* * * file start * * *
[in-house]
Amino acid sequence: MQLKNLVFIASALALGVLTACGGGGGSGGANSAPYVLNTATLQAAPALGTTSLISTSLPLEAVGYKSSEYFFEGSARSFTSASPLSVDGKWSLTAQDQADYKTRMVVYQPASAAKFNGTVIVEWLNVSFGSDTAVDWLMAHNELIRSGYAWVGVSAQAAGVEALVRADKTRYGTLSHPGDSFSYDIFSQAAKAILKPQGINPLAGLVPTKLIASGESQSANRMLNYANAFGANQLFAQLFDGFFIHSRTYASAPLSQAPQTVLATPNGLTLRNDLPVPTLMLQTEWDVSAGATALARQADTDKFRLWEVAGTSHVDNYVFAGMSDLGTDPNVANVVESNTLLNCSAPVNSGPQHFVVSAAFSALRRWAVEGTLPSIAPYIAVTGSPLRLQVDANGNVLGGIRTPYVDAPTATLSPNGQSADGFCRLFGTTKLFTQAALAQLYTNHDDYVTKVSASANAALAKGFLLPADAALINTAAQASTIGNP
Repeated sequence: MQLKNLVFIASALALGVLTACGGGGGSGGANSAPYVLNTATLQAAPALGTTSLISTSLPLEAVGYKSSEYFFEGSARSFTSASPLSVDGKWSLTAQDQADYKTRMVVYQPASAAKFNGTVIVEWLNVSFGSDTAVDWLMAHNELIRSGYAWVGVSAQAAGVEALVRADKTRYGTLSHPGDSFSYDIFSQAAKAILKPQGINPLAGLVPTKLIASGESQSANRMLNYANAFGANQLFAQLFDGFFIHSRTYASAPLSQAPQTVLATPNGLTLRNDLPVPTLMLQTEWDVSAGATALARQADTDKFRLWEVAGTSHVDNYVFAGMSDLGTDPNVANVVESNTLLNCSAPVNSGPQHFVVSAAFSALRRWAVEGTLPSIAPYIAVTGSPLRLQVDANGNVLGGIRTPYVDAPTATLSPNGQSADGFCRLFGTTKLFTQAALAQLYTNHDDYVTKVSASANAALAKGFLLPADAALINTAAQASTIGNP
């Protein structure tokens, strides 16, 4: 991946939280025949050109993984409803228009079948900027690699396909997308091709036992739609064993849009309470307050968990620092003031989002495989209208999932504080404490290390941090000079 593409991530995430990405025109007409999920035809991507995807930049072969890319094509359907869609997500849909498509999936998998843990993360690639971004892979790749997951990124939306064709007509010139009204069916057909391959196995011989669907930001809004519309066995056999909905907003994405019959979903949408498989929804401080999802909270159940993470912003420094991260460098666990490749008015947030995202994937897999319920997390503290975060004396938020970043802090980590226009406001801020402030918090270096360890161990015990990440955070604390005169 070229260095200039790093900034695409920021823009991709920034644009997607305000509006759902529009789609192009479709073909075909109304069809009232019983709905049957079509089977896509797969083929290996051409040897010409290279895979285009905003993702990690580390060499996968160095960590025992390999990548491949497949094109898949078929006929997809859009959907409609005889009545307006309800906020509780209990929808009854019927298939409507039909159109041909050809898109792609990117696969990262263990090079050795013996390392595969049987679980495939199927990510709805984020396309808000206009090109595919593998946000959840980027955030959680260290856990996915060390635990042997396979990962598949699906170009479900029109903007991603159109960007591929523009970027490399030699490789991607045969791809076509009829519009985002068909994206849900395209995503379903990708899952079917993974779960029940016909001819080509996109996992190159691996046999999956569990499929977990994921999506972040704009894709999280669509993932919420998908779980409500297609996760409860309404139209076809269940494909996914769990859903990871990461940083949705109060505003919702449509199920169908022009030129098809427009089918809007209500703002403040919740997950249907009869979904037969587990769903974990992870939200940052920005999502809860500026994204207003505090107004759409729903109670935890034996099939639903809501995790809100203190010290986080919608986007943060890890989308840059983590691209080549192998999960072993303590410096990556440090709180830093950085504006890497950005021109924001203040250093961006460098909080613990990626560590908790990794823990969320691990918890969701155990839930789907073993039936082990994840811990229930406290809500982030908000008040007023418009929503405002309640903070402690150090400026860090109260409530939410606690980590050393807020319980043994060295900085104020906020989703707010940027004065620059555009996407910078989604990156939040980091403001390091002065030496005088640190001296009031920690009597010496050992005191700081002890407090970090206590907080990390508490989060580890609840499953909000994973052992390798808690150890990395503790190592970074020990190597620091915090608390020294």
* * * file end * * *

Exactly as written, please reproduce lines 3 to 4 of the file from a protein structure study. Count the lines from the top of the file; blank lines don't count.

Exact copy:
Repeated sequence: MQLKNLVFIASALALGVLTACGGGGGSGGANSAPYVLNTATLQAAPALGTTSLISTSLPLEAVGYKSSEYFFEGSARSFTSASPLSVDGKWSLTAQDQADYKTRMVVYQPASAAKFNGTVIVEWLNVSFGSDTAVDWLMAHNELIRSGYAWVGVSAQAAGVEALVRADKTRYGTLSHPGDSFSYDIFSQAAKAILKPQGINPLAGLVPTKLIASGESQSANRMLNYANAFGANQLFAQLFDGFFIHSRTYASAPLSQAPQTVLATPNGLTLRNDLPVPTLMLQTEWDVSAGATALARQADTDKFRLWEVAGTSHVDNYVFAGMSDLGTDPNVANVVESNTLLNCSAPVNSGPQHFVVSAAFSALRRWAVEGTLPSIAPYIAVTGSPLRLQVDANGNVLGGIRTPYVDAPTATLSPNGQSADGFCRLFGTTKLFTQAALAQLYTNHDDYVTKVSASANAALAKGFLLPADAALINTAAQASTIGNP
């Protein structure tokens, strides 16, 4: 991946939280025949050109993984409803228009079948900027690699396909997308091709036992739609064993849009309470307050968990620092003031989002495989209208999932504080404490290390941090000079 593409991530995430990405025109007409999920035809991507995807930049072969890319094509359907869609997500849909498509999936998998843990993360690639971004892979790749997951990124939306064709007509010139009204069916057909391959196995011989669907930001809004519309066995056999909905907003994405019959979903949408498989929804401080999802909270159940993470912003420094991260460098666990490749008015947030995202994937897999319920997390503290975060004396938020970043802090980590226009406001801020402030918090270096360890161990015990990440955070604390005169 070229260095200039790093900034695409920021823009991709920034644009997607305000509006759902529009789609192009479709073909075909109304069809009232019983709905049957079509089977896509797969083929290996051409040897010409290279895979285009905003993702990690580390060499996968160095960590025992390999990548491949497949094109898949078929006929997809859009959907409609005889009545307006309800906020509780209990929808009854019927298939409507039909159109041909050809898109792609990117696969990262263990090079050795013996390392595969049987679980495939199927990510709805984020396309808000206009090109595919593998946000959840980027955030959680260290856990996915060390635990042997396979990962598949699906170009479900029109903007991603159109960007591929523009970027490399030699490789991607045969791809076509009829519009985002068909994206849900395209995503379903990708899952079917993974779960029940016909001819080509996109996992190159691996046999999956569990499929977990994921999506972040704009894709999280669509993932919420998908779980409500297609996760409860309404139209076809269940494909996914769990859903990871990461940083949705109060505003919702449509199920169908022009030129098809427009089918809007209500703002403040919740997950249907009869979904037969587990769903974990992870939200940052920005999502809860500026994204207003505090107004759409729903109670935890034996099939639903809501995790809100203190010290986080919608986007943060890890989308840059983590691209080549192998999960072993303590410096990556440090709180830093950085504006890497950005021109924001203040250093961006460098909080613990990626560590908790990794823990969320691990918890969701155990839930789907073993039936082990994840811990229930406290809500982030908000008040007023418009929503405002309640903070402690150090400026860090109260409530939410606690980590050393807020319980043994060295900085104020906020989703707010940027004065620059555009996407910078989604990156939040980091403001390091002065030496005088640190001296009031920690009597010496050992005191700081002890407090970090206590907080990390508490989060580890609840499953909000994973052992390798808690150890990395503790190592970074020990190597620091915090608390020294």